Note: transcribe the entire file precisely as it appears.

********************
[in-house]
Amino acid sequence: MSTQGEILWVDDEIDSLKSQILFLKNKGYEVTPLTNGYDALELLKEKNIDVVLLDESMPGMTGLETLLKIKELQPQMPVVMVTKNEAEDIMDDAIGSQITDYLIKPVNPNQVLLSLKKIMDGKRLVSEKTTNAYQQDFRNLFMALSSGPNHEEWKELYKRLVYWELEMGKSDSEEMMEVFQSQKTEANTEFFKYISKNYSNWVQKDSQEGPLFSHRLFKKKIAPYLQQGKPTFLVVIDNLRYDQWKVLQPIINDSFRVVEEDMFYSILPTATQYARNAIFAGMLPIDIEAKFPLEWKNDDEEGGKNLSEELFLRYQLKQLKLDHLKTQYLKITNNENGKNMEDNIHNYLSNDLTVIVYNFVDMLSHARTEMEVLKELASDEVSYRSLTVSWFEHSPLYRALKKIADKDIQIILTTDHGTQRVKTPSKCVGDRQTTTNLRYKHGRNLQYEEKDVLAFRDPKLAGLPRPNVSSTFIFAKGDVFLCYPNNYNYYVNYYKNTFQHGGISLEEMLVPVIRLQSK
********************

[in-house]
Amino acid sequence: MSTQGEILWVDDEIDSLKSQILFLKNKGYEVTPLTNGYDALELLKEKNIDVVLLDESMPGMTGLETLLKIKELQPQMPVVMVTKNEAEDIMDDAIGSQITDYLIKPVNPNQVLLSLKKIMDGKRLVSEKTTNAYQQDFRNLFMALSSGPNHEEWKELYKRLVYWELEMGKSDSEEMMEVFQSQKTEANTEFFKYISKNYSNWVQKDSQEGPLFSHRLFKKKIAPYLQQGKPTFLVVIDNLRYDQWKVLQPIINDSFRVVEEDMFYSILPTATQYARNAIFAGMLPIDIEAKFPLEWKNDDEEGGKNLSEELFLRYQLKQLKLDHLKTQYLKITNNENGKNMEDNIHNYLSNDLTVIVYNFVDMLSHARTEMEVLKELASDEVSYRSLTVSWFEHSPLYRALKKIADKDIQIILTTDHGTQRVKTPSKCVGDRQTTTNLRYKHGRNLQYEEKDVLAFRDPKLAGLPRPNVSSTFIFAKGDVFLCYPNNYNYYVNYYKNTFQHGGISLEEMLVPVIRLQSK